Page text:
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Answers (6)

AA and Chase Sapphire points question

AA and Chase Sapphire points question

  1. Anonymous

    Hi Lucky,

    I’m a fairly informed traveler, but I don’t feel like I’m getting the most out of my awards miles. Because I’m in an AA hub, that’s my airline of choice. I’ve been an Aadvantage member for many years and have collected miles on flights and using my AA credit card. Because I’ve begun following your blog and listening to travel podcasts, I have recently received a Chase Sapphire card. While I’ve typically cashed in points to bring my kids home for the holidays, I think it would be a better use of points to use the miles internationally. However, AA makes using the points difficult, with circuitous routing, high redemption cost, and the inability to get upgrades. I feel that I am not collecting nor using my points in the best way possible. Can you advise me on what you would do in this situation? Thank you!

  2. MidSouthSkier

    You’ve picked up on one of the key rules of miles/points collection: a mile/point is only worth something if it gets you somewhere you want to go (or brings someone to you).

    Even using miles for international travel, certain miles are better for certain regions of the world. AA miles are pretty good for Asia and South America, but not as good for Europe.

    So our first question is where (what regions) are you wanting to use your miles internationally?

  3. Kgoley

    [QUOTE=”MidSouth Skier, post: 34634, member: 184″]You’ve picked up on one of the key rules of miles/points collection: a mile/point is only worth something if it gets you somewhere you want to go (or brings someone to you).

    Even using miles for international travel, certain miles are better for certain regions of the world. AA miles are pretty good for Asia and South America, but not as good for Europe.

    So our first question is where (what regions) are you wanting to use your miles internationally?[/QUOTE]

    I would want to use them for Europe, primarily, with the occasional Caribbean or Mexico. Another long haul option would be Hawaii.

  4. MidSouthSkier

    Welcome to the forum (officially) [USER=3398]@Kgoley[/USER] – so you’ve picked some of the most popular places where people like to use their miles. And why not? They’re fun places that lots of people like to go…using up all the award space as they do.

    One thing to keep in mind when using miles: the more flexible you can be, the better. The more limited you are in dates, routing, airlines and splitting up the number of people flying together, the less chance there is that the flight you want will be open. And sometimes you just have to shell out the cash to get the flight you want.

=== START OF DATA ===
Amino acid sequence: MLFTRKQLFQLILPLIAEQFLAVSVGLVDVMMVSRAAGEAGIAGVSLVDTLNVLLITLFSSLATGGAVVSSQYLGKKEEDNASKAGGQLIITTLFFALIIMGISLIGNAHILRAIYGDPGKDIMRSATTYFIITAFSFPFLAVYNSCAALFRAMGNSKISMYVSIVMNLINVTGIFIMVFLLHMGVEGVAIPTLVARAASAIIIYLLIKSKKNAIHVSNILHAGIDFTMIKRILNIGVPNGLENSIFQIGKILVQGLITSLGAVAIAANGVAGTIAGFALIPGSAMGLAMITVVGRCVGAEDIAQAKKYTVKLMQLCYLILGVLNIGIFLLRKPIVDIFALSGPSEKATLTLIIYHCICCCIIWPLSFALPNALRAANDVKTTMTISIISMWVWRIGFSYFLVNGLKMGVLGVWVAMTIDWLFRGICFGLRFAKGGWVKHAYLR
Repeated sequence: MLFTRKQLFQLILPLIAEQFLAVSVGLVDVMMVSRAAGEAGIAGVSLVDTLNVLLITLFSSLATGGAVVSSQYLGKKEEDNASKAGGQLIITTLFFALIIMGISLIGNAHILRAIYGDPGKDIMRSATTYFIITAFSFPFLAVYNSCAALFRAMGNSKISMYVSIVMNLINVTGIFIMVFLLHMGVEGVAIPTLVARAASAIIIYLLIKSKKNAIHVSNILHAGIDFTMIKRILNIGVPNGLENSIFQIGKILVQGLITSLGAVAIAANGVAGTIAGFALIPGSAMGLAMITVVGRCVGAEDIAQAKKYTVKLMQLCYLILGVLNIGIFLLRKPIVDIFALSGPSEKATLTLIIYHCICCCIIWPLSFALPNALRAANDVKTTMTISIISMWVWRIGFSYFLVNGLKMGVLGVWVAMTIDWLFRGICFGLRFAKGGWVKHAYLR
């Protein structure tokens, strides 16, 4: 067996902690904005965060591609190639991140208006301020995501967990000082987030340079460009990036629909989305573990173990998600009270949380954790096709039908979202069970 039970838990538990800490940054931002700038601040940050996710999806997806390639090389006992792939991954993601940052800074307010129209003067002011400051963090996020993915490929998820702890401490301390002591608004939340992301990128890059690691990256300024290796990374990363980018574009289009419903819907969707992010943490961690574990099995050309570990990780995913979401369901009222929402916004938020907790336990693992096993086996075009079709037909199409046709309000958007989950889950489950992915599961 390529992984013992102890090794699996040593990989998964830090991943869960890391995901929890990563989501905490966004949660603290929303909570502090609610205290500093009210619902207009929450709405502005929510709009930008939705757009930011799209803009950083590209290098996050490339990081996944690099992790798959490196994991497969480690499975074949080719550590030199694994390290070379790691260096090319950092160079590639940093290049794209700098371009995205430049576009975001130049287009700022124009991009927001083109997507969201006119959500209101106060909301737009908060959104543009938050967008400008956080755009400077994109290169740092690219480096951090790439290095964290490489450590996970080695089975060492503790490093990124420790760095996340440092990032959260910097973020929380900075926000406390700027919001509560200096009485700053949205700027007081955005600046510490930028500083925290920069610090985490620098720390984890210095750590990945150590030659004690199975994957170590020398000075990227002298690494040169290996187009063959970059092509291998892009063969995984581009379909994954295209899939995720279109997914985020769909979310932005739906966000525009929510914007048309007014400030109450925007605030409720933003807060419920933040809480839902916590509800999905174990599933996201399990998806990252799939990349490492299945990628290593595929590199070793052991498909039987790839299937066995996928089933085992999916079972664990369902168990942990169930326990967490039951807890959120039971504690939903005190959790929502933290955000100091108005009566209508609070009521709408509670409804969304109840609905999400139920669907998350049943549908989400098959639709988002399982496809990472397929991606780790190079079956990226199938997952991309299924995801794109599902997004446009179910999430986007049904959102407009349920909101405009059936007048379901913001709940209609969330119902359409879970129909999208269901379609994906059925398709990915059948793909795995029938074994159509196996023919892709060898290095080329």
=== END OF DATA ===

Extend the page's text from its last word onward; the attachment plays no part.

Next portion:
Hawaii is one of the more difficult places to travel on miles but it can be done. Tiffany even wrote a post a couple of years ago devoted to just that topic: [URL]http://onemileatatime.boardingarea.com/2015/10/06/redeeming-miles-to-hawaii-can-be-tough/[/URL]

    I know you’re at an AA hub, though you don’t say which one. However if you’re near DFW or MIA I’d just try to find cheap flights to Mexico or the Caribbean as those are relatively short flights and if you have more than two people on the trip it may be hard to get award space for all of you anyway.

    The key with all of this is your Chase Sapphire Preferred (CSP) card which earns Ultimate Rewards (URs). The great thing about URs is that they’re a very flexible currency: you can transfer them to several different airlines, depending on where you find award space and if you just can’t find award space on the dates you need you can book through the UR portal and “buy” the flight using URs as your currency instead of (or supplementing) your cash. (Beware that you don’t buy basic economy fares, though.)

    URs can be transferred to United or Singapore, which are great for flights on those airlines and their Star Alliance partners. That opens up a lot of availability to Europe. And if you should happen to find saver award space to Hawaii on United, you can get the same exact seats by transferring your URs to Singapore, which charges fewer miles on that route. Tiffany explains in her post.

    But all is not lost with your AA miles getting to Europe. If Iberia doesn’t fly to your city and you don’t mind repositioning to a US city where they do fly (like MIA, ORD, JFK) then there’s often good availability on their flights via Madrid. AA has just recently added Iberia flights to their online search tool so it may be that more people know about it now but in the past Iberia usually had two business class seats available if you booked well in advance.

    Hope this helps but let us know if you have more specific questions.

  5. Kgoley

    If it makes a difference, I’m in CLT. 🙂

    I’m new to this, so pardon my confusion. Suppose I transfer points to Singapore and want to use those to fly UA. How do I go about doing that? Through the Singapore website or the UA? I guess the same question would apply if I wanted to use my AA points on BA. Thank you!

  6. MidSouthSkier

    You’d book through the program where you have points. So you’d book the UA flights on the Singapore site or the BA flights on the AA site. Now keep in mind that not all partners are bookable on websites so you might have to call. But in that case any call-in booking fees should be waived.

    For example, you can book BA flights on the AA website but if you wanted to book a flight to Asia on Cathay Pacific, you’d have to call in because AA’s website doesn’t show Cathay availability nor allow booking there.

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